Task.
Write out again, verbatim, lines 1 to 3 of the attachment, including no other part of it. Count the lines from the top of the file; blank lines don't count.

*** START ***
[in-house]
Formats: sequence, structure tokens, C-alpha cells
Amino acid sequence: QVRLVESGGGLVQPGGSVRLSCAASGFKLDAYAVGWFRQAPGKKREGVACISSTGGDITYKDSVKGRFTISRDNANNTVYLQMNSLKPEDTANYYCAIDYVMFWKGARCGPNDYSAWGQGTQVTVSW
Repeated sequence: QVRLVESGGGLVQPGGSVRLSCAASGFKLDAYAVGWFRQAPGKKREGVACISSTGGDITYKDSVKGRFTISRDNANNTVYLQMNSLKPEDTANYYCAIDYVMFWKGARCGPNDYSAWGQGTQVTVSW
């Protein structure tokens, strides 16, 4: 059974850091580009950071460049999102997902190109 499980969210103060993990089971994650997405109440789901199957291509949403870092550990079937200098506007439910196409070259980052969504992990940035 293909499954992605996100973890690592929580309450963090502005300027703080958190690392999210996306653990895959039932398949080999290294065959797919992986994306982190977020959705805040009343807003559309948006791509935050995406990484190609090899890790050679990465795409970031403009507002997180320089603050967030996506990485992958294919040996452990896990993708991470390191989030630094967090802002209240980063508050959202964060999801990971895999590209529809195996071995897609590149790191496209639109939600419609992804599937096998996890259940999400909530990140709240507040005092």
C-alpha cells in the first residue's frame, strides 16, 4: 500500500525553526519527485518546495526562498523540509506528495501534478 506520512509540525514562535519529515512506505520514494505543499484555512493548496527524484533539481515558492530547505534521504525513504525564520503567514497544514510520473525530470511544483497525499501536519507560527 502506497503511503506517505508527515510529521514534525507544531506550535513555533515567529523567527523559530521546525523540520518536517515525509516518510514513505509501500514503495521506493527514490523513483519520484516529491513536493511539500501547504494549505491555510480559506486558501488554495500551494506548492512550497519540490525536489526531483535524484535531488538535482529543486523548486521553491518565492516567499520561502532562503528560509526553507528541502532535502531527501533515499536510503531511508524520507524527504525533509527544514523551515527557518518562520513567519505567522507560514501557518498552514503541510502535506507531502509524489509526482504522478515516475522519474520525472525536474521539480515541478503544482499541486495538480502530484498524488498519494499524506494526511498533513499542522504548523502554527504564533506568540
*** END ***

[in-house]
Formats: sequence, structure tokens, C-alpha cells
Amino acid sequence: QVRLVESGGGLVQPGGSVRLSCAASGFKLDAYAVGWFRQAPGKKREGVACISSTGGDITYKDSVKGRFTISRDNANNTVYLQMNSLKPEDTANYYCAIDYVMFWKGARCGPNDYSAWGQGTQVTVSW